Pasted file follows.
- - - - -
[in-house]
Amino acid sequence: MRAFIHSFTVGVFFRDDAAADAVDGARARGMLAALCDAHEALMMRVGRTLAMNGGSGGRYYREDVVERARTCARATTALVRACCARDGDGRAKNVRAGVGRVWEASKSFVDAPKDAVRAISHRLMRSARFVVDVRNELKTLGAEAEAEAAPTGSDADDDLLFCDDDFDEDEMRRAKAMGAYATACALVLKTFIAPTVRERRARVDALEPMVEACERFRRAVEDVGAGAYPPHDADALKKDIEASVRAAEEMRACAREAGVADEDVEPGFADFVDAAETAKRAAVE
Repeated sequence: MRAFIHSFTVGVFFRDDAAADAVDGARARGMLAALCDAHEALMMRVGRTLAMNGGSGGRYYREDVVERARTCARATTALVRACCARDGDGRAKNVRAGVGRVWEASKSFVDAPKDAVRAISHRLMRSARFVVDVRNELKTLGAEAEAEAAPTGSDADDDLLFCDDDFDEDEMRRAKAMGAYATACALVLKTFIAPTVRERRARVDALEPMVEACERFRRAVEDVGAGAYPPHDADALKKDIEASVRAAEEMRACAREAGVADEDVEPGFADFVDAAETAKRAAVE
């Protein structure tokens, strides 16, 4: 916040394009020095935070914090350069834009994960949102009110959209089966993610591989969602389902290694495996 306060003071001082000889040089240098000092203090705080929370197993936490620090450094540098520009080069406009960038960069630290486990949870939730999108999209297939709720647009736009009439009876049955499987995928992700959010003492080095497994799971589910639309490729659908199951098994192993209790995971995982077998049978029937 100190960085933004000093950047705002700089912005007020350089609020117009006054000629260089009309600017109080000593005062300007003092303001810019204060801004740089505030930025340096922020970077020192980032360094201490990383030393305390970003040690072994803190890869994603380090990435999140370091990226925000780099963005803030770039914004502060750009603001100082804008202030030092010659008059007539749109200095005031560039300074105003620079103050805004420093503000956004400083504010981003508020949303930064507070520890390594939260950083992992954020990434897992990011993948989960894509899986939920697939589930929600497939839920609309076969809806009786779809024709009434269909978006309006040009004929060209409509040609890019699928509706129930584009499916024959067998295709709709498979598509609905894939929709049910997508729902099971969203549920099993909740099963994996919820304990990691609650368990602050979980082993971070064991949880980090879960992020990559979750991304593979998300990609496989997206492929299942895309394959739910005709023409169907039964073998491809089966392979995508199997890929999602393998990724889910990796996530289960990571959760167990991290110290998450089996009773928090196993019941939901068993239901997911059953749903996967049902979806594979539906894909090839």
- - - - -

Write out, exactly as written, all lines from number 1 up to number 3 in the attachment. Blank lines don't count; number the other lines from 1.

[in-house]
Amino acid sequence: MRAFIHSFTVGVFFRDDAAADAVDGARARGMLAALCDAHEALMMRVGRTLAMNGGSGGRYYREDVVERARTCARATTALVRACCARDGDGRAKNVRAGVGRVWEASKSFVDAPKDAVRAISHRLMRSARFVVDVRNELKTLGAEAEAEAAPTGSDADDDLLFCDDDFDEDEMRRAKAMGAYATACALVLKTFIAPTVRERRARVDALEPMVEACERFRRAVEDVGAGAYPPHDADALKKDIEASVRAAEEMRACAREAGVADEDVEPGFADFVDAAETAKRAAVE
Repeated sequence: MRAFIHSFTVGVFFRDDAAADAVDGARARGMLAALCDAHEALMMRVGRTLAMNGGSGGRYYREDVVERARTCARATTALVRACCARDGDGRAKNVRAGVGRVWEASKSFVDAPKDAVRAISHRLMRSARFVVDVRNELKTLGAEAEAEAAPTGSDADDDLLFCDDDFDEDEMRRAKAMGAYATACALVLKTFIAPTVRERRARVDALEPMVEACERFRRAVEDVGAGAYPPHDADALKKDIEASVRAAEEMRACAREAGVADEDVEPGFADFVDAAETAKRAAVE